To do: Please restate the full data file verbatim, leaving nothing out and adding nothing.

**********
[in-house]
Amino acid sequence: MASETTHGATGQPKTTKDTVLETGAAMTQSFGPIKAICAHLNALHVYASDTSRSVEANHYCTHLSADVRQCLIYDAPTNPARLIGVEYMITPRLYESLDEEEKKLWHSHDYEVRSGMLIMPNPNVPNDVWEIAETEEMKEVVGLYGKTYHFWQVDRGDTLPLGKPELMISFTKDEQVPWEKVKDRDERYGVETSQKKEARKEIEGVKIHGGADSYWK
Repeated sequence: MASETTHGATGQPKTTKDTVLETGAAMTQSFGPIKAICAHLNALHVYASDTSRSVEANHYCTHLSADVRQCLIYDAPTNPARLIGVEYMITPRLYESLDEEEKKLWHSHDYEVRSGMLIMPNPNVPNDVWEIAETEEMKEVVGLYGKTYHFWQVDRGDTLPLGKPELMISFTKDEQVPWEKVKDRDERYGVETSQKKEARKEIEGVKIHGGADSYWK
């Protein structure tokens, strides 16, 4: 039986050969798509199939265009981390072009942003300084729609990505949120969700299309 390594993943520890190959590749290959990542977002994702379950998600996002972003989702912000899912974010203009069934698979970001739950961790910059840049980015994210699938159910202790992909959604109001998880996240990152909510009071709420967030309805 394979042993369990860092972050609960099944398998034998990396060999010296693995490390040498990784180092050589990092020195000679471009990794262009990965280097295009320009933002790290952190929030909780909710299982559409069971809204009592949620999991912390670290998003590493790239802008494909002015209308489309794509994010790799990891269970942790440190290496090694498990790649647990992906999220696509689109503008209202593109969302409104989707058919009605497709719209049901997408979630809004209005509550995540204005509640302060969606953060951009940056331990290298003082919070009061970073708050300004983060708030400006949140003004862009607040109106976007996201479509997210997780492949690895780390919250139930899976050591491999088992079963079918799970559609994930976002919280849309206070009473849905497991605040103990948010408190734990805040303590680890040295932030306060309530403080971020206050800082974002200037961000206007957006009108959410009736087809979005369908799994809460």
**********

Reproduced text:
[in-house]
Amino acid sequence: MASETTHGATGQPKTTKDTVLETGAAMTQSFGPIKAICAHLNALHVYASDTSRSVEANHYCTHLSADVRQCLIYDAPTNPARLIGVEYMITPRLYESLDEEEKKLWHSHDYEVRSGMLIMPNPNVPNDVWEIAETEEMKEVVGLYGKTYHFWQVDRGDTLPLGKPELMISFTKDEQVPWEKVKDRDERYGVETSQKKEARKEIEGVKIHGGADSYWK
Repeated sequence: MASETTHGATGQPKTTKDTVLETGAAMTQSFGPIKAICAHLNALHVYASDTSRSVEANHYCTHLSADVRQCLIYDAPTNPARLIGVEYMITPRLYESLDEEEKKLWHSHDYEVRSGMLIMPNPNVPNDVWEIAETEEMKEVVGLYGKTYHFWQVDRGDTLPLGKPELMISFTKDEQVPWEKVKDRDERYGVETSQKKEARKEIEGVKIHGGADSYWK
């Protein structure tokens, strides 16, 4: 039986050969798509199939265009981390072009942003300084729609990505949120969700299309 390594993943520890190959590749290959990542977002994702379950998600996002972003989702912000899912974010203009069934698979970001739950961790910059840049980015994210699938159910202790992909959604109001998880996240990152909510009071709420967030309805 394979042993369990860092972050609960099944398998034998990396060999010296693995490390040498990784180092050589990092020195000679471009990794262009990965280097295009320009933002790290952190929030909780909710299982559409069971809204009592949620999991912390670290998003590493790239802008494909002015209308489309794509994010790799990891269970942790440190290496090694498990790649647990992906999220696509689109503008209202593109969302409104989707058919009605497709719209049901997408979630809004209005509550995540204005509640302060969606953060951009940056331990290298003082919070009061970073708050300004983060708030400006949140003004862009607040109106976007996201479509997210997780492949690895780390919250139930899976050591491999088992079963079918799970559609994930976002919280849309206070009473849905497991605040103990948010408190734990805040303590680890040295932030306060309530403080971020206050800082974002200037961000206007957006009108959410009736087809979005369908799994809460």